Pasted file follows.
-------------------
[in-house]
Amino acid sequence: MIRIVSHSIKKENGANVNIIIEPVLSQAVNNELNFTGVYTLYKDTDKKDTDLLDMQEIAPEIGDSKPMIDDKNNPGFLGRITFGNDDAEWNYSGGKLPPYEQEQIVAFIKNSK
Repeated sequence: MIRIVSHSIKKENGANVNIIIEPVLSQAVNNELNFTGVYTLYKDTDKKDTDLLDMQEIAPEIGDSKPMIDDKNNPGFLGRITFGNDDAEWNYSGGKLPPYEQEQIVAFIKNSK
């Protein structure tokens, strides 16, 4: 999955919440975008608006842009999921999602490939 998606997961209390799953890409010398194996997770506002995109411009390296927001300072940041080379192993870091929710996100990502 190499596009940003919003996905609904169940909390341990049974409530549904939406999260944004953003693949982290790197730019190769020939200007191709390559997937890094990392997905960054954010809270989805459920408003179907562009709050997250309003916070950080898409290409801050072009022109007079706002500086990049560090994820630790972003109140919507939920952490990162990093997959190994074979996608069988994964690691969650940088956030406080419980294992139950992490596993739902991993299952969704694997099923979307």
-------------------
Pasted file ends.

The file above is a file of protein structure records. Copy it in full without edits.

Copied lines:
[in-house]
Amino acid sequence: MIRIVSHSIKKENGANVNIIIEPVLSQAVNNELNFTGVYTLYKDTDKKDTDLLDMQEIAPEIGDSKPMIDDKNNPGFLGRITFGNDDAEWNYSGGKLPPYEQEQIVAFIKNSK
Repeated sequence: MIRIVSHSIKKENGANVNIIIEPVLSQAVNNELNFTGVYTLYKDTDKKDTDLLDMQEIAPEIGDSKPMIDDKNNPGFLGRITFGNDDAEWNYSGGKLPPYEQEQIVAFIKNSK
């Protein structure tokens, strides 16, 4: 999955919440975008608006842009999921999602490939 998606997961209390799953890409010398194996997770506002995109411009390296927001300072940041080379192993870091929710996100990502 190499596009940003919003996905609904169940909390341990049974409530549904939406999260944004953003693949982290790197730019190769020939200007191709390559997937890094990392997905960054954010809270989805459920408003179907562009709050997250309003916070950080898409290409801050072009022109007079706002500086990049560090994820630790972003109140919507939920952490990162990093997959190994074979996608069988994964690691969650940088956030406080419980294992139950992490596993739902991993299952969704694997099923979307």